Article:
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    Tricky1549's Avatar
    Tricky1549 Posts: 126, Reputation: 2
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    #1

    Oct 16, 2016, 06:01 AM
    Farming
    Hi, my family just inherited 100 acres in Pa. 70 farmland , 30 treed and figuring what to do with it. Are there any profitable livestock/crops etc. to raise that are trending higher use? Thanks for any guidance.
    Wondergirl's Avatar
    Wondergirl Posts: 37,813, Reputation: 5427
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    #2

    Oct 16, 2016, 09:39 AM
    Do you and your family have any farming experience? Do you live nearby this acreage?
    joypulv's Avatar
    joypulv Posts: 21,593, Reputation: 2941
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    #3

    Oct 16, 2016, 11:28 AM
    Renting to farmers is common where I am in rural CT. But we are more crowded than you are. I would explore that first.

    Hay is a common crop, as is corn (different kinds for cows, people, ethanol).
    Organic crops are the darling of good restaurants and fancy grocers.
    You could grow walnut trees for the high price walnut gets for woodworking. It's good to mix in other species, such as maple, birch, ash, etc., for furniture.
    But you wait 40 years for that cash crop!
    You could raise bees, which are in huge decline for 'unknown' reasons, but probably pesticides and herbicides. We humans and other animals can't even survive without bees.
    You could talk to Amish farmers around the area, if you are near any. If they don't know, no one does.

    Contact the nearest state ag station to you. There are always good people at them who will advise. Your tax dollars pay their salaries. You could bring in some soil samples when you go. Or buy a good pH tester anyway, for future use.

    Keep in mind that anything you do on your own will take enormous startup costs. As for livestock - forget it. How much can you afford to do this? There is no profit in farming for the first 'many' years of acquiring equipment, buildings.
    Tricky1549's Avatar
    Tricky1549 Posts: 126, Reputation: 2
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    #4

    Oct 16, 2016, 02:48 PM
    Quote Originally Posted by Wondergirl View Post
    Do you and your family have any farming experience? Do you live nearby this acreage?
    No to farming in the family and about two hours to the property for the closest family member. I live in Wall NJ. And pass an Alpaca farm daily and see the Alpaca running around and have delusions of becoming a farmer or doing something of sort and making a go of the land. I know it's far fetched but would like to keep it in the family.
    Wondergirl's Avatar
    Wondergirl Posts: 37,813, Reputation: 5427
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    #5

    Oct 16, 2016, 03:03 PM
    Quote Originally Posted by Tricky1549 View Post
    No to farming in the family and about two hours to the property for the closest family member. I live in Wall NJ. And pass an Alpaca farm daily and see the Alpaca running around and have delusions of becoming a farmer or doing something of sort and making a go of the land. I know it's far fetched but would like to keep it in the family.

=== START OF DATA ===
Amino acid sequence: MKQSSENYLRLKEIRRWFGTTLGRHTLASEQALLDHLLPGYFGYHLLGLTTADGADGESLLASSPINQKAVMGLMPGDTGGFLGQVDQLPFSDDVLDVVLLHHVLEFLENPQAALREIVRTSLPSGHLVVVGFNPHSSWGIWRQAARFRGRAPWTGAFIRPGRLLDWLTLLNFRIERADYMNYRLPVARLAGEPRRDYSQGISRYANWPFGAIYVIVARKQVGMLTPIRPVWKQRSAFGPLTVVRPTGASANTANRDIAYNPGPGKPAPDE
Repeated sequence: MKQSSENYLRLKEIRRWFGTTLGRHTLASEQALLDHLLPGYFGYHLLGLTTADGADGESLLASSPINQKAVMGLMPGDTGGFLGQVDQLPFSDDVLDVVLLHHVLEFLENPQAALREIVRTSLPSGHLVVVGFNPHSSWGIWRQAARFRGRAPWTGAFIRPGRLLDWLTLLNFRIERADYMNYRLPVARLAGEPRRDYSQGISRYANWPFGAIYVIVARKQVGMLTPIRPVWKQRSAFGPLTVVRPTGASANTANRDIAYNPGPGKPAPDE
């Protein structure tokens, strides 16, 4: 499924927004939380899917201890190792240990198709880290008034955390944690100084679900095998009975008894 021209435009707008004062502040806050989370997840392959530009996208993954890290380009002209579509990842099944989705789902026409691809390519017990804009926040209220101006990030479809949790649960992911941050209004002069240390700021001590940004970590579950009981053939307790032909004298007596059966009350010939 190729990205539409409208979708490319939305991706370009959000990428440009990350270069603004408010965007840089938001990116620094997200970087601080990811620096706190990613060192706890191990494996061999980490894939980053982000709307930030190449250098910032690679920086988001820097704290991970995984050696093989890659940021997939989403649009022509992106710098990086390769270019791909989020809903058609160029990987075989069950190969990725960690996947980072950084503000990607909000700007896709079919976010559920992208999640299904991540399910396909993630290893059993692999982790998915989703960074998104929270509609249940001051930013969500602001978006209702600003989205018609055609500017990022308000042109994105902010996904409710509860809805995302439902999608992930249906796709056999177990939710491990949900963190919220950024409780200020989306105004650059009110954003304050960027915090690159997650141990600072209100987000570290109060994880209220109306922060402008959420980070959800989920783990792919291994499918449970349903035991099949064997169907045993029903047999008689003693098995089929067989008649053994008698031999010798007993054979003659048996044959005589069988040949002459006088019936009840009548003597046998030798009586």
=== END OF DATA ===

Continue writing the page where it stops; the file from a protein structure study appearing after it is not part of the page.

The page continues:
Would any family members be willing to move to the farm? What buildings are on it and what condition are they in?
    Tricky1549's Avatar
    Tricky1549 Posts: 126, Reputation: 2
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    #6

    Oct 17, 2016, 03:00 AM
    Quote Originally Posted by Wondergirl View Post
    Would any family members be willing to move to the farm? What buildings are on it and what condition are they in?
    There is a home on the property and that's it now. My nephew is looking to move to the area. We have seventy thousand dollars to start with.
    Tricky1549's Avatar
    Tricky1549 Posts: 126, Reputation: 2
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    #7

    Oct 17, 2016, 03:11 AM
    Quote Originally Posted by Wondergirl View Post
    Would any family members be willing to move to the farm? What buildings are on it and what condition are they in?
    There is a home on the property and that's it now. My nephew is looking to move to the area. We have seventy thousand dollars to start with.
    Fr_Chuck's Avatar
    Fr_Chuck Posts: 81,292, Reputation: 7691
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    #8

    Oct 17, 2016, 05:02 AM
    No, this is a job, and it will require hours of daily work. So this is not something to play with, do part time and so on. This is no "up trend" well there may be today and by the time the crops come in or you sell the live stock, it is down.

    The difference between a grade and a B grade hog may be the difference in profit or loss. You could expand live stock to 300 or 400 hogs and grow the feed for them on the farm, But you need to know how to fix a tractor when it breaks down, you need to know how to get medication to the hogs (or any animal as that goes) and so on.

    The most profit, rent the land or the entire farm to someone who really wants to farm.

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